Who becomes a planning student?

Spatial Planning is a multi-disciplinary activity and attracts a wide mix of graduates. Often these are geography graduates, but increasingly graduates with social science, law, architecture and surveying degrees, as well as graduates from the environmental sciences find that Spatial Planning makes use of their knowledge and training.

Aims of the Programme

The Spatial Planning programmes are designed to provide the knowledge, skills and understanding required for graduates wishing to enter into professional careers in urban planning and development.

Programme Content

Semester 1:
Spatial Analysis has two key components. The first component analyses built and natural environments particularly from a conservation perspective. The second part of the module focuses on socio-economic analysis of data at a city scale and the relevance of this to planning.

Statutory Planning. is a practice based approach to learning processes processes of plan-making and the management of development.Property Development Processes deals with complexities and challenges in the property development sector and the role of different stakeholders involved.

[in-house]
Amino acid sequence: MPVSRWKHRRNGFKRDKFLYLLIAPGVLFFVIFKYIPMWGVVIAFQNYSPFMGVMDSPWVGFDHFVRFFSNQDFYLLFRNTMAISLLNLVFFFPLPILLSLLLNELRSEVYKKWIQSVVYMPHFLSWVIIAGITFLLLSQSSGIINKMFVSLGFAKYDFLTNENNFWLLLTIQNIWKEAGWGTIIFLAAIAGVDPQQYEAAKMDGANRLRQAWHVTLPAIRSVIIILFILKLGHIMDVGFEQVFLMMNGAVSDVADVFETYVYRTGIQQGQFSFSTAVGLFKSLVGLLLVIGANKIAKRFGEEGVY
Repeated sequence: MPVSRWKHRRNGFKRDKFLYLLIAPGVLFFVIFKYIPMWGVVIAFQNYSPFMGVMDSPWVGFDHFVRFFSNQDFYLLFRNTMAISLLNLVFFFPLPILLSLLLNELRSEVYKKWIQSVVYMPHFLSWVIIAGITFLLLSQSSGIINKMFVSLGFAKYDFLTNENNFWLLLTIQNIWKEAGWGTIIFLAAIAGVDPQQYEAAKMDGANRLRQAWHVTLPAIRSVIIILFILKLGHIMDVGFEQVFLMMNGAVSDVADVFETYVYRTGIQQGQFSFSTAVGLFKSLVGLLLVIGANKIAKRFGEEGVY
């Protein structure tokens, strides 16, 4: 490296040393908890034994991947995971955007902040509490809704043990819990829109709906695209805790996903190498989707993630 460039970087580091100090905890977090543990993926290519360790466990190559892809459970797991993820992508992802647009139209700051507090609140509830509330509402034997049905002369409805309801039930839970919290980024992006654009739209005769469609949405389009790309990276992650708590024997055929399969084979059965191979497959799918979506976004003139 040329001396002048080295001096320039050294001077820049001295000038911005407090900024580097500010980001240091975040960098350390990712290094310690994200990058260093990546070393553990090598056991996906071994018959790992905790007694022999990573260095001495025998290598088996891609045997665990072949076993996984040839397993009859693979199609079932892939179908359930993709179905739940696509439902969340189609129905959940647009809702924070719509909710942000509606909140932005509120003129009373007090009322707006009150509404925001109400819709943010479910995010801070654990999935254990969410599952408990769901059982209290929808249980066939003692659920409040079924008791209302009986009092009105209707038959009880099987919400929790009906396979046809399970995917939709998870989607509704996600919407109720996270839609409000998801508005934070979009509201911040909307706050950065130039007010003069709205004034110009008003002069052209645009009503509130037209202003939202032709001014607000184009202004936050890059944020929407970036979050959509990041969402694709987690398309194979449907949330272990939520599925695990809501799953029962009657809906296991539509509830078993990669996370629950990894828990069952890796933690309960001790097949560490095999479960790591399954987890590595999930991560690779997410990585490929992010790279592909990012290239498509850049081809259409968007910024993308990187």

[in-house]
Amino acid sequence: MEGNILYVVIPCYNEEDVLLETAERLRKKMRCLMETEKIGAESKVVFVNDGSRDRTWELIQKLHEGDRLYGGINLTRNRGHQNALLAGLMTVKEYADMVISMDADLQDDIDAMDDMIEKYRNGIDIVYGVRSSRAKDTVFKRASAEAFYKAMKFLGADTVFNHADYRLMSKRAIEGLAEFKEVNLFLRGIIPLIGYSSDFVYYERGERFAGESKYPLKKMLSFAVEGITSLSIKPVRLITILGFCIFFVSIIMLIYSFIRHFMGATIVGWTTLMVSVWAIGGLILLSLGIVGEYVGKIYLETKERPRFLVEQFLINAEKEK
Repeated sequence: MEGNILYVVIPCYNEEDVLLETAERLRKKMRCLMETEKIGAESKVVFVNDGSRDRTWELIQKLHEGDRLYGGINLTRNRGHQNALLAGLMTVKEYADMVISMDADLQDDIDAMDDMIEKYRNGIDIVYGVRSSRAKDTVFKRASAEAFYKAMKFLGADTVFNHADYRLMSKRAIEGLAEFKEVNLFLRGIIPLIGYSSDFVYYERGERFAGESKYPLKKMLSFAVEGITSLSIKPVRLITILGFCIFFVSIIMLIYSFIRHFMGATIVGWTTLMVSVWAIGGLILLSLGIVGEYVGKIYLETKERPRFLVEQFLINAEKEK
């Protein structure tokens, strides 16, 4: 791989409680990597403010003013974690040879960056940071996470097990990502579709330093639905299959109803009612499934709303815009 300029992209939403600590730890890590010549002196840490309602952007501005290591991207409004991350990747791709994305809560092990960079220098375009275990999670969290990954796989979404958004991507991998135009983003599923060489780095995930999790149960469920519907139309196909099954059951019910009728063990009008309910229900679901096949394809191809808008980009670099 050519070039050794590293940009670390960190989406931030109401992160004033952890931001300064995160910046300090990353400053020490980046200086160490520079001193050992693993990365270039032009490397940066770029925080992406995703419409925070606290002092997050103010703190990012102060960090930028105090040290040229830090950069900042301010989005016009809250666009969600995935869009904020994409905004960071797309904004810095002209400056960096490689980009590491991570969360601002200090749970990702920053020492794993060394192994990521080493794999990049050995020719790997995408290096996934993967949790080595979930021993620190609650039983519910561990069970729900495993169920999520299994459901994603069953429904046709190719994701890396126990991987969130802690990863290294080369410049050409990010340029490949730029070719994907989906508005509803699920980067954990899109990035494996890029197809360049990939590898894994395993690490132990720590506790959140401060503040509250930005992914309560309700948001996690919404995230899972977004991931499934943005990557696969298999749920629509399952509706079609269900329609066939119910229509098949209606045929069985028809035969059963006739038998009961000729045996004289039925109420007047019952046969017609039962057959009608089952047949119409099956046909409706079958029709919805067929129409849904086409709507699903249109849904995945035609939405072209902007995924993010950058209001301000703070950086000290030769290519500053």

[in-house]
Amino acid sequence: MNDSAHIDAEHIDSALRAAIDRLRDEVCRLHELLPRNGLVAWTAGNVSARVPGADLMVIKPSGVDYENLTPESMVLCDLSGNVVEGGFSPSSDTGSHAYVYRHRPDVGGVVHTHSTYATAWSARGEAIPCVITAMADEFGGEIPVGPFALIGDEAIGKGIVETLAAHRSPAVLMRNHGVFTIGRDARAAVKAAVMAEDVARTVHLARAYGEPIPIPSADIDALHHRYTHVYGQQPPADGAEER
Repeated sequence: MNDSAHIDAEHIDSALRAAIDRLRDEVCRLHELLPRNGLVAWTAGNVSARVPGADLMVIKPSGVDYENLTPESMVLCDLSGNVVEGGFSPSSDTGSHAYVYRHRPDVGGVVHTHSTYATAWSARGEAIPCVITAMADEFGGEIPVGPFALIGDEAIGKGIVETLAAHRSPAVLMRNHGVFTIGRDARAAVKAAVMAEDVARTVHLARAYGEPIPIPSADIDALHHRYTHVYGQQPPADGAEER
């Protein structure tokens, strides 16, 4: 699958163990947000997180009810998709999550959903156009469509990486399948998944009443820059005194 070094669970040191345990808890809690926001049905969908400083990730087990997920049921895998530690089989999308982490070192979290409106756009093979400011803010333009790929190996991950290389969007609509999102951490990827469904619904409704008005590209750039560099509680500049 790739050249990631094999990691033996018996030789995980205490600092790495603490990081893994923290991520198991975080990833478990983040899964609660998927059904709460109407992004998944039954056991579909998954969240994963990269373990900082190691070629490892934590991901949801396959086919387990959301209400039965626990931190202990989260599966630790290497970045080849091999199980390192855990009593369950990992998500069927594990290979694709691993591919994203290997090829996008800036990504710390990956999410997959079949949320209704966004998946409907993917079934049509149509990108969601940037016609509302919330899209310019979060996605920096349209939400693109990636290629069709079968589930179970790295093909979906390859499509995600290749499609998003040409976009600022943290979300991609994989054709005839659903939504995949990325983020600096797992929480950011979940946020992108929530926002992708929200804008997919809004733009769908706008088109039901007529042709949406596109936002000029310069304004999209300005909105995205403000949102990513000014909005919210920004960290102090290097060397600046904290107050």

Semester 2:
Concepts of spatial planning introduces students to the role of planning and planning systems. The other part of this module introduces students to various planning theories and their relevance to practice..

Sustainability in Contemporary Cities examines various challenges facing the growth of cities globally and the implications of these to planning of cities and the countryside.

The third second semester module is optional depending on the selected specialism. Students select one specialist module from the following:

Environmental Assessment
Marine Spatial Planning
Sustainable Urban Design
Urban Conservation
Applied Geographic Information Systems and Geospatial Data Analysis

Semester 3:
A 60 credit dissertation in line with the selected specialism

Methods of Assessment